Bose has been hit by a lawsuit that accuses the company of spying on its wireless headphone customers through its Bose Connect mobile app and violating consumer privacy rights (via Reuters).
The complaint was filed on Tuesday in a Chicago federal court by Kyle Zak, who is seeking an injunction to stop Bose's "wholesale disregard" for the privacy of customers who download the app to their smartphones.
The lawsuit alleges that Bose tracks the listening habits of users when they are wearing headsets like the company's QuietComfort 35 headphones, gleaning information through the app such as music tracks played, podcasts, and other audio listened to.
According to Zak, who bought a pair of $350 QC35 cans, Bose sends all available information to third parties such as Segment.io, a data capture outfit whose website promises to "collect all of your customer data and send it anywhere".
"People should be uncomfortable with it," Christopher Dore, a lawyer representing Zak, said in an interview. "People put headphones on their head because they think it's private, but they can be giving out information they don't want to share."
Audio choices offer "an incredible amount of insight" into customers' personalities, behavior, politics and religious views, the complaint said, citing as an example that a person who listens to Muslim prayers might "very likely" be a Muslim.
Zak is seeking millions of dollars of damages for customers who bought Bose headphones and speakers, including QuietComfort 35, QuietControl 30, SoundLink Around-Ear Wireless Headphones II, SoundLink Color II, SoundSport Wireless and SoundSport Pulse Wireless.
Zak also wants a halt to the data collection, which he said violates the federal Wiretap Act and Illinois laws against eavesdropping and consumer fraud. Bose has yet to respond to requests for comment on the proposed class action case.
Top Rated Comments
Maybe he does, but so what?
If you join Facebook you presumably have agreed to their terms.
Did Bose's agreement mention this?
Do you understand the concept of informed consent?
IMHO only terrorist will have a problem with that.
You can not partially agree to consensually share your data?
In that case, brace yourselves, because you have to leave planet earth or live in a forest on a faraway uninhabited island.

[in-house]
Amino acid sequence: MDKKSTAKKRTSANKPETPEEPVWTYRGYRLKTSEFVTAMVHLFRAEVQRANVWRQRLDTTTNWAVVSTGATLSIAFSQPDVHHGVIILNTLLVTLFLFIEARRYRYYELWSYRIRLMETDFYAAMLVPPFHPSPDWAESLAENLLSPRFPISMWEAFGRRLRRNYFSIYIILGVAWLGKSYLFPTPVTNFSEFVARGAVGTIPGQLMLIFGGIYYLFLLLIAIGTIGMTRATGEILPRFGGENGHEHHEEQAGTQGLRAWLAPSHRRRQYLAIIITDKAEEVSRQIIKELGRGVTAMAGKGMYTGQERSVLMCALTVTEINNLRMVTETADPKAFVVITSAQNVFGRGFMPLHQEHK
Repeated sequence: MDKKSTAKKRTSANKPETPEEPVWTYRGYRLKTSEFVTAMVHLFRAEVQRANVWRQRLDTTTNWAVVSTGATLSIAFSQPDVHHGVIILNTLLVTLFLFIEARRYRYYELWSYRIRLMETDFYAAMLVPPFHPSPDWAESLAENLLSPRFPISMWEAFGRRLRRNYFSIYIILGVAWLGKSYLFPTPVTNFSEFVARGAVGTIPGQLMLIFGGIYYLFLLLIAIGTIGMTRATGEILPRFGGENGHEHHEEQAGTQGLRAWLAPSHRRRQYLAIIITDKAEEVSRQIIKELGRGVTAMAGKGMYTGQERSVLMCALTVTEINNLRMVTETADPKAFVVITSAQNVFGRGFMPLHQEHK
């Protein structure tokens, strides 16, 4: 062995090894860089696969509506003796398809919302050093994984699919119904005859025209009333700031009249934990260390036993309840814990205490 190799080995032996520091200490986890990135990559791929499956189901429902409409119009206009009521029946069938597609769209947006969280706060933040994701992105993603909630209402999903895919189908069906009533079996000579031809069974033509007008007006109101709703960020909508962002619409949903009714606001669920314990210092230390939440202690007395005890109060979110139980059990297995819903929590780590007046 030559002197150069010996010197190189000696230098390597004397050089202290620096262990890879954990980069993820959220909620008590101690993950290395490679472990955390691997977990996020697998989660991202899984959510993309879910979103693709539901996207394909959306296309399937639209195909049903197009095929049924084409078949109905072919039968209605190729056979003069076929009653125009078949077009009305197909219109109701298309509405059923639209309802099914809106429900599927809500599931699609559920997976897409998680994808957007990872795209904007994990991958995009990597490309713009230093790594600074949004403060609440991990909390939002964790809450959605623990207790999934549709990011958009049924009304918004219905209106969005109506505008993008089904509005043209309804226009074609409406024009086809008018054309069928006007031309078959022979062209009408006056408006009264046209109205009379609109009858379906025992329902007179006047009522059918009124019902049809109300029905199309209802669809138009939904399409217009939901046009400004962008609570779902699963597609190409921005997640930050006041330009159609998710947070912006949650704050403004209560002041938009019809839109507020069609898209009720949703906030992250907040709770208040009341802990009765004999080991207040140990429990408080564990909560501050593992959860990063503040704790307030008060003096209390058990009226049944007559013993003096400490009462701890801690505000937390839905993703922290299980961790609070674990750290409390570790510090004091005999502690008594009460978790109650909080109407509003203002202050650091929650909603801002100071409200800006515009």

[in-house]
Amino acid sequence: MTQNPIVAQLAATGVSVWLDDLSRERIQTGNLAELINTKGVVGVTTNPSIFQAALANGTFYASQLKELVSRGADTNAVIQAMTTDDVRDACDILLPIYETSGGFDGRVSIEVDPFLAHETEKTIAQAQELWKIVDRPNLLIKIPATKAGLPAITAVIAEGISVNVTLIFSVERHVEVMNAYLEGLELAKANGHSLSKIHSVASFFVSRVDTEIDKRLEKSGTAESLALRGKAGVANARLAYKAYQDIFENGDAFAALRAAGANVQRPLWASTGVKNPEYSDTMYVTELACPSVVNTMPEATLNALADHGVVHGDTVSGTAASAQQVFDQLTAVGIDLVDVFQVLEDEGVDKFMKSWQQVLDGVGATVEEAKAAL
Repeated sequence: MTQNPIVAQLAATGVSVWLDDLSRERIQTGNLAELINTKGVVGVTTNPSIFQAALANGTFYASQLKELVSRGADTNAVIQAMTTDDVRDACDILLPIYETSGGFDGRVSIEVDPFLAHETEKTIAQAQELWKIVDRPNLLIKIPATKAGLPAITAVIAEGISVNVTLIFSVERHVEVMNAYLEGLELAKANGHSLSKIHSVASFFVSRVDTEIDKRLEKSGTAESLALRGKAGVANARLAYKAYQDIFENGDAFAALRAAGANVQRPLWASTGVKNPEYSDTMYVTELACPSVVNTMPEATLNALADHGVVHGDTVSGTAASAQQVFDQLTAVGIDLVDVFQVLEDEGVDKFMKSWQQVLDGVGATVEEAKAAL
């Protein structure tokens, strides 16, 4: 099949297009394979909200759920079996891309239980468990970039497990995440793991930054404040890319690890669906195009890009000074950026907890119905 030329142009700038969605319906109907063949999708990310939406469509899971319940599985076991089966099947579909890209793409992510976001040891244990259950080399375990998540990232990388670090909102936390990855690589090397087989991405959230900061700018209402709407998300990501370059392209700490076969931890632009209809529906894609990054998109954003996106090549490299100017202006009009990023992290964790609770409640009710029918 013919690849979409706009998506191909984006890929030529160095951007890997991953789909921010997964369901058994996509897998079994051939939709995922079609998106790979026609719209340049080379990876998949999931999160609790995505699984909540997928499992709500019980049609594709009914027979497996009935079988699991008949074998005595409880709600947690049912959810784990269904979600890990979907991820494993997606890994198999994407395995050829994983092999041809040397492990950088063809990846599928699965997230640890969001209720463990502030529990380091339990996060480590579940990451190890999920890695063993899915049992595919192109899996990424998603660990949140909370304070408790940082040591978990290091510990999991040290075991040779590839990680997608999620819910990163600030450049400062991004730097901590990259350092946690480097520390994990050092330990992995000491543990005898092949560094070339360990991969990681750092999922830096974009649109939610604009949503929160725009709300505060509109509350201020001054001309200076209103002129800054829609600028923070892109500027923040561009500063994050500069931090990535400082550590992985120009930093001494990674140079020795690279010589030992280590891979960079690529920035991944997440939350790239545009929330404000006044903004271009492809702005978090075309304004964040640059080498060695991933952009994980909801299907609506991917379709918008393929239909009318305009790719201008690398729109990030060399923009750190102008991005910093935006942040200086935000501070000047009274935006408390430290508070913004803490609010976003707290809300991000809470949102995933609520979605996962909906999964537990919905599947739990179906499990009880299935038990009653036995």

It didn't occur to me that Bose might be reading that list of music and sending it off to gleam a listening profile of its users. I doubt they are actually receiving data from the microphones in the headset, especially because the current Bluetooth profile prevents high quality music playback and the microphone from being used at the same time.
The immediate solution is to delete the app. You don't really need it for basic playback operation.
The more effective solution is to hold Bose accountable. This should be an opt-in feature, and clearly displayed that your listening history may be sent to third-parties via the app. Technically any wireless headphone that uses an app could do this, and we don't want to set a trend that it's okay to do this in secret.
The tech nerd in me could see a bright side though. Perhaps Bose simply wants to build a custom EQ for every song, identifying what is being played and adjusting it to fit the genre that they've estimated from millions of other user's listening habit. In the FAQ in their app, Bose advises not to use any equalizer with their headphones, because supposedly their EQ built into the headphones is the best for allllllll types of music. Perhaps they hope to improve it via a third party. It would be nice to know, but Bose is a very secretive company, and now we finally know why they never include release notes in their headphone firmware updates.....